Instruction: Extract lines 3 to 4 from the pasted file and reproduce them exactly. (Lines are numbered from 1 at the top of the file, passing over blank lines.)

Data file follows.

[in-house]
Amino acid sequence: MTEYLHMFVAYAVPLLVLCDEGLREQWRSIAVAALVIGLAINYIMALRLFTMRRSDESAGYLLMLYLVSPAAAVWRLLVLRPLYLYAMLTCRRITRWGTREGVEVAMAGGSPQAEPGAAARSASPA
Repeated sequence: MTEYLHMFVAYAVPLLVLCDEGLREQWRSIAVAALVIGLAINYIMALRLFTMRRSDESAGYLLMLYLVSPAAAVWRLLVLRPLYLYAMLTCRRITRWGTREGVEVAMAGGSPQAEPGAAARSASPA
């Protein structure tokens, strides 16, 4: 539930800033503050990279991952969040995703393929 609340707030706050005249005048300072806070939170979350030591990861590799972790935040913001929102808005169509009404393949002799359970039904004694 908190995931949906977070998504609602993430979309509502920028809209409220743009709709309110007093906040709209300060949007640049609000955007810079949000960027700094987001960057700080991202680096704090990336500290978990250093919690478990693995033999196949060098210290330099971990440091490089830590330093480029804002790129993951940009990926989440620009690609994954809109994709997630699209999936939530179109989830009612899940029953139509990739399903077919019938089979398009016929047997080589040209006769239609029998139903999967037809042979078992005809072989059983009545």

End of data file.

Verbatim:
Repeated sequence: MTEYLHMFVAYAVPLLVLCDEGLREQWRSIAVAALVIGLAINYIMALRLFTMRRSDESAGYLLMLYLVSPAAAVWRLLVLRPLYLYAMLTCRRITRWGTREGVEVAMAGGSPQAEPGAAARSASPA
């Protein structure tokens, strides 16, 4: 539930800033503050990279991952969040995703393929 609340707030706050005249005048300072806070939170979350030591990861590799972790935040913001929102808005169509009404393949002799359970039904004694 908190995931949906977070998504609602993430979309509502920028809209409220743009709709309110007093906040709209300060949007640049609000955007810079949000960027700094987001960057700080991202680096704090990336500290978990250093919690478990693995033999196949060098210290330099971990440091490089830590330093480029804002790129993951940009990926989440620009690609994954809109994709997630699209999936939530179109989830009612899940029953139509990739399903077919019938089979398009016929047997080589040209006769239609029998139903999967037809042979078992005809072989059983009545």